The thing is: It's not hard to understand… actually very simple.
It was just my brain throwing an fuck you tantrum.

So I've opened more examples in other tabs and cross referenced what happened there and why...

Few frustrated hours later I got that part.... And the part why it's called Akka Typed. It was pretty simple....

Open the gates of hell, bloody satan that was too easy for fucks sake.

Nooooow.... I just need to port my stuff to Akka Typed.

Cause. Challenge accepted, bitch - eh brain. You throw tantrum, you work overtime. -.-

I just cannot decide wether to go FP or OOP.

Now... I'm curious wether FP is that hard... Hadn't dealt with it at large before.

Can someone please stop me... I'm far too curious again. -.- *cries*

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    I mean, I love akka, and I love FP. I'd encourage the FP route for actor model in most cases, but typed/class-oriented can be easier if you are used to OOP.

    FP isn't really hard, it's just rigorous. You're defining types and states they go through in your application rather than data with operations. The end going being to make your software "provable."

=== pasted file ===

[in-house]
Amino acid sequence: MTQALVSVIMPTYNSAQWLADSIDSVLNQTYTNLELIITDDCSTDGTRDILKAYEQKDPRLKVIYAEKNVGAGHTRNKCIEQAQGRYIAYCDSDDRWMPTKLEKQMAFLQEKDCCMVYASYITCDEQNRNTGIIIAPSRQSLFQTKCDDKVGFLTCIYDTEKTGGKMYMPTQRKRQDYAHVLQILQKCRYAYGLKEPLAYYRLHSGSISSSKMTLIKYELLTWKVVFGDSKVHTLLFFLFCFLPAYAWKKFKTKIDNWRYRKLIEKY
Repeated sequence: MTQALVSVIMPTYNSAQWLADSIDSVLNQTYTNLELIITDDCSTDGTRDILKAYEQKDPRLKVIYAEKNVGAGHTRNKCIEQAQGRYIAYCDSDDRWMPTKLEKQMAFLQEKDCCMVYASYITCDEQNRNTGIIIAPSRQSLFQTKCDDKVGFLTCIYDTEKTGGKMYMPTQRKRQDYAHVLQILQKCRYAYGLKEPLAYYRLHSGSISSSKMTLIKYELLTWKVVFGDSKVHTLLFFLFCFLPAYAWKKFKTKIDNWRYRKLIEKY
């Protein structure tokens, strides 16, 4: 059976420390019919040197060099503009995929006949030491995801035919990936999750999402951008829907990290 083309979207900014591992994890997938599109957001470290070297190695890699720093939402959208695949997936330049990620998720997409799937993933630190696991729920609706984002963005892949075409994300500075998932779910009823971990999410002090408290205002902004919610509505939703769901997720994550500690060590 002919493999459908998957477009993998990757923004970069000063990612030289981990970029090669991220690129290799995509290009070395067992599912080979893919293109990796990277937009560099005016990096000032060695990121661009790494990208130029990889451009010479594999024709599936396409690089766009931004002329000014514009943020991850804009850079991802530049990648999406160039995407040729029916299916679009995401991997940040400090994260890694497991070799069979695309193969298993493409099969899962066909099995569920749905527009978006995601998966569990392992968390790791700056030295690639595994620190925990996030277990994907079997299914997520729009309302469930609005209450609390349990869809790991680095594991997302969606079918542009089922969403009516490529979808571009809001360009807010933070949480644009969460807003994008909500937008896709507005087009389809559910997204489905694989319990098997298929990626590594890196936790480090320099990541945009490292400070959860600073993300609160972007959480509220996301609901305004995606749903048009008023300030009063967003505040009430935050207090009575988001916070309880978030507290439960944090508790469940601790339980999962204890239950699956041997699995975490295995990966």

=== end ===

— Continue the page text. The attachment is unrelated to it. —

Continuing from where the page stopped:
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    @SortOfTested Yes. Actually I was amazed how natural Akka felt (except for some Java*isms).

    My pain point with the Akka examples was the Java concept of nested classes (totally forgot to mention, oopsie).

    It's... for me a broken concept.

    My brain went into panic state because I read Command multiple times without realizing that the nested class (eg DeviceGroup.Command) was meant...

    I must read about that part at the weekend, because I actually don't want to go that way... It reminds me too much of PHP class goo (one file... Oh so many classes).

    Otherwise, I think FP and I are somehow already friends.

    I always liked OOP design mixed with elements of FP. My DTOs are value objects, hence not mutable. My actors never mutate inner variables, only initialize them. Everything "in" and "out" are DTOs / value objects...

    (one very painful lesson from PHP - as in a loosely typed language mutating stuff can lead to a hell of lobotomy, since even changing the type is possible, which leads to a nightmare of debugging)